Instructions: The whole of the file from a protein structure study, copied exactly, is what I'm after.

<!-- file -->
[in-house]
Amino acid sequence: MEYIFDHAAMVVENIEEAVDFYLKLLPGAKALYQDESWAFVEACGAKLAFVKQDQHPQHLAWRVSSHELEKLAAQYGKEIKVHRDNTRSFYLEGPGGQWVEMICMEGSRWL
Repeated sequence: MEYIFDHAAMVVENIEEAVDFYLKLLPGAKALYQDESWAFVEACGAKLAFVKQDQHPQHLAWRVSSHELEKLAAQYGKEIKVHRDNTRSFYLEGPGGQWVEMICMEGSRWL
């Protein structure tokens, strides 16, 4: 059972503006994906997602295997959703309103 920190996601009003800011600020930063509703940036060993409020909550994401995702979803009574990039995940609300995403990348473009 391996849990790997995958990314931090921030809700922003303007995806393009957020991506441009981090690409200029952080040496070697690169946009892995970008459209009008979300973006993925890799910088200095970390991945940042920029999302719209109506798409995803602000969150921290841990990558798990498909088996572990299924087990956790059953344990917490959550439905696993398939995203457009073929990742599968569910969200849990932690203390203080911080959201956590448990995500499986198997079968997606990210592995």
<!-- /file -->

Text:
[in-house]
Amino acid sequence: MEYIFDHAAMVVENIEEAVDFYLKLLPGAKALYQDESWAFVEACGAKLAFVKQDQHPQHLAWRVSSHELEKLAAQYGKEIKVHRDNTRSFYLEGPGGQWVEMICMEGSRWL
Repeated sequence: MEYIFDHAAMVVENIEEAVDFYLKLLPGAKALYQDESWAFVEACGAKLAFVKQDQHPQHLAWRVSSHELEKLAAQYGKEIKVHRDNTRSFYLEGPGGQWVEMICMEGSRWL
């Protein structure tokens, strides 16, 4: 059972503006994906997602295997959703309103 920190996601009003800011600020930063509703940036060993409020909550994401995702979803009574990039995940609300995403990348473009 391996849990790997995958990314931090921030809700922003303007995806393009957020991506441009981090690409200029952080040496070697690169946009892995970008459209009008979300973006993925890799910088200095970390991945940042920029999302719209109506798409995803602000969150921290841990990558798990498909088996572990299924087990956790059953344990917490959550439905696993398939995203457009073929990742599968569910969200849990932690203390203080911080959201956590448990995500499986198997079968997606990210592995």